From Silos to Services: Cloud Computing for the Enterprise

Aug 17 2014   5:21PM GMT

The Rise of Cloud Management as-a-Service

Brian Gracely Brian Gracely Profile: Brian Gracely

Cloud management
Hybrid cloud
Public Cloud

Sometimes I’m a complete blowhard, and other times my soapboxes start to materialize in the marketplace. I’ve been on my soapbox about Cloud Management as-a-Service a couple times in the past year (here, here). My premise goes something like this:

  • Cloud management software is either overly expensive to buy upfront, or often too complex to install and operate.
  • The number of people that have the skills to setup and operate a Cloud environment is still fairly small
  • The companies that run Public Cloud environments for many customers have a learning curve that will grow exponentially faster than any set of individual cloud on-premises cloud deployments.
  • Unless you’re a Public Cloud provider and have built your own intellectual property (eg. Cloud Management software), there really isn’t any differentiation that an IT organization gains from going through the effort of learning to install and operate their own Cloud Management infrastructure. If it works, it efficiently spins up resources for application teams. If it fails, then life is pretty miserable for everyone involved.

And when asked about use-cases, I typically point to three initial starting points:

  1. Customer that wants to allow their developers to access Public Cloud resources, but they would like to continue to have some amount of visibility (and potentially policy-based control) of that usage. Sometime this is called “Cloud Brokering”.
  2. Customer that wants to own the underlying infrastructure (in their Data Center or at a CoLo facility), but doesn’t want to to operate the underlying Cloud Management infrastructure. Customer would like Cloud Management to be an OPEX model, and pay for it as they evolve their IT operations to use the new system.
  3. Customer that wants to build a Hybrid Cloud environment, combing #1 and #2 into a single system.

Over the past few months, we’ve seen the market realization of this from a number of companies: Bluebox, Mirantis, MetaCloud and Platform9. Each of these have a slightly different approach to how the service is delivered – some CoLo the equipment, some rent the equipment on-demand, and others can use your on-premise infrastructure. And at this point, all of these use OpenStack as the underlying technology. But regardless of the implementation, it means that there are now viable, VC-funded, options in the market for companies that don’t want to build an internal Cloud Management infrastructure, and instead want to focus on consuming that infrastructure to support their business applications and new development.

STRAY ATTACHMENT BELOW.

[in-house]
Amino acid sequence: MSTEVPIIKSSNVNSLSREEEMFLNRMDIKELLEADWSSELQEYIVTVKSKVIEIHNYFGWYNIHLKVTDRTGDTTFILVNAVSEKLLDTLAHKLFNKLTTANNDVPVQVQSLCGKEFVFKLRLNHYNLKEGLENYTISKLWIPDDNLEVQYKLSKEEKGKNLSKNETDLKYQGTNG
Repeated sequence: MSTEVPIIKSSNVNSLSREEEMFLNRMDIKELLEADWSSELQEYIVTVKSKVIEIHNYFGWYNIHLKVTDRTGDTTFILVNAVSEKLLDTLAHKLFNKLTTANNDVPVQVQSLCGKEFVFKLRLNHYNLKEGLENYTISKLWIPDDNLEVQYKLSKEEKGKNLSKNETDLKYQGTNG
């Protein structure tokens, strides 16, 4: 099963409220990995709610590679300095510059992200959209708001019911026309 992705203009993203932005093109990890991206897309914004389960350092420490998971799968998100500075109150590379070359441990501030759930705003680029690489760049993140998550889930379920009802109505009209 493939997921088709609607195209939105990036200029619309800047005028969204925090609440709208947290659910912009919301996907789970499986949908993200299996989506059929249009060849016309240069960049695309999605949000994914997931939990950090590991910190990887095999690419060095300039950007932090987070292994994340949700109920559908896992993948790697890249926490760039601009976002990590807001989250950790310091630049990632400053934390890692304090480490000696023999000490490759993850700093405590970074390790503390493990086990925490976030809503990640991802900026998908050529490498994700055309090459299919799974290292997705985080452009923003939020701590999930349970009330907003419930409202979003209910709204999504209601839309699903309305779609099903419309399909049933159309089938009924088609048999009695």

What I have yet to find available in the market is anyone that delivers VMware-based Cloud Management as-a-Service. As the leading supplier over hypervisor technology in the Enterprise and Mid-Market segments, it feels like there is a huge opportunity to fill a hole where the challenges I listed above exist. With VMworld coming up in San Francisco and Barcelona over the next few weeks and months, will this potentially be something they announce as a new service from VMware Hybrid Cloud Service (vCHS)? [NOTE: I have no insight into this – just something that is on my wishlist]

I believe that if IT organizations or DevOps groups come to understand how to separate infrastructure ownership and operations, from cloud management ownership and operations – think of it as Control Plane vs. Data Plane – I believe that they will find these new models may be just the right way for them to accelerate their evolution to either a more functional Private Cloud or  agile Hybrid Cloud environment.

 Comment on this Post

There was an error processing your information. Please try again later.
Thanks. We'll let you know when a new response is added.
Send me notifications when other members comment.

Forgot Password

No problem! Submit your e-mail address below. We'll send you an e-mail containing your password.

Your password has been sent to:

Share this item with your network: